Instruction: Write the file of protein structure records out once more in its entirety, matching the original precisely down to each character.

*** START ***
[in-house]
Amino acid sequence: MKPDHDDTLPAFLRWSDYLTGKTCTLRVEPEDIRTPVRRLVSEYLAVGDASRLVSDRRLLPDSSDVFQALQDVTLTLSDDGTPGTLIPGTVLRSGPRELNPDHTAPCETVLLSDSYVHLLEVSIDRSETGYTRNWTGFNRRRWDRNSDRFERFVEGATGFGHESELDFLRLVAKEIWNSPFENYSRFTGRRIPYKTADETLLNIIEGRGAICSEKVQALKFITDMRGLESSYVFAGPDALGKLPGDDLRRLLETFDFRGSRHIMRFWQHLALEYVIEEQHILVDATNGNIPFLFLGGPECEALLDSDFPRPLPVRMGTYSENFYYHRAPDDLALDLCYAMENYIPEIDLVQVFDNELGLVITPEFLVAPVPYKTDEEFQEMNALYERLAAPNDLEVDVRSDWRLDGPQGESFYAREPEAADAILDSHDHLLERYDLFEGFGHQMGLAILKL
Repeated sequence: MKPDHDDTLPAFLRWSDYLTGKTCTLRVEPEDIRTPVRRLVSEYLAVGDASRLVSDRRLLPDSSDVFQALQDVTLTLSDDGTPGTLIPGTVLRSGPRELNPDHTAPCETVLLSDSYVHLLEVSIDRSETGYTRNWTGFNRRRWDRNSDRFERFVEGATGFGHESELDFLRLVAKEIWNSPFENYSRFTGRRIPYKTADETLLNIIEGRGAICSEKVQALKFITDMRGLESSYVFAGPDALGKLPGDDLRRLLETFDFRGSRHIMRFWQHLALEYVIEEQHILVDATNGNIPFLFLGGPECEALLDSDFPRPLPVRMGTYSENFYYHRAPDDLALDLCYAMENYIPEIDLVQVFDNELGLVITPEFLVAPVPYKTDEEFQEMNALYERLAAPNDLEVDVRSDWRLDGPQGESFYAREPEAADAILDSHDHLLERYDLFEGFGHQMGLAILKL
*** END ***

[in-house]
Amino acid sequence: MKPDHDDTLPAFLRWSDYLTGKTCTLRVEPEDIRTPVRRLVSEYLAVGDASRLVSDRRLLPDSSDVFQALQDVTLTLSDDGTPGTLIPGTVLRSGPRELNPDHTAPCETVLLSDSYVHLLEVSIDRSETGYTRNWTGFNRRRWDRNSDRFERFVEGATGFGHESELDFLRLVAKEIWNSPFENYSRFTGRRIPYKTADETLLNIIEGRGAICSEKVQALKFITDMRGLESSYVFAGPDALGKLPGDDLRRLLETFDFRGSRHIMRFWQHLALEYVIEEQHILVDATNGNIPFLFLGGPECEALLDSDFPRPLPVRMGTYSENFYYHRAPDDLALDLCYAMENYIPEIDLVQVFDNELGLVITPEFLVAPVPYKTDEEFQEMNALYERLAAPNDLEVDVRSDWRLDGPQGESFYAREPEAADAILDSHDHLLERYDLFEGFGHQMGLAILKL
Repeated sequence: MKPDHDDTLPAFLRWSDYLTGKTCTLRVEPEDIRTPVRRLVSEYLAVGDASRLVSDRRLLPDSSDVFQALQDVTLTLSDDGTPGTLIPGTVLRSGPRELNPDHTAPCETVLLSDSYVHLLEVSIDRSETGYTRNWTGFNRRRWDRNSDRFERFVEGATGFGHESELDFLRLVAKEIWNSPFENYSRFTGRRIPYKTADETLLNIIEGRGAICSEKVQALKFITDMRGLESSYVFAGPDALGKLPGDDLRRLLETFDFRGSRHIMRFWQHLALEYVIEEQHILVDATNGNIPFLFLGGPECEALLDSDFPRPLPVRMGTYSENFYYHRAPDDLALDLCYAMENYIPEIDLVQVFDNELGLVITPEFLVAPVPYKTDEEFQEMNALYERLAAPNDLEVDVRSDWRLDGPQGESFYAREPEAADAILDSHDHLLERYDLFEGFGHQMGLAILKL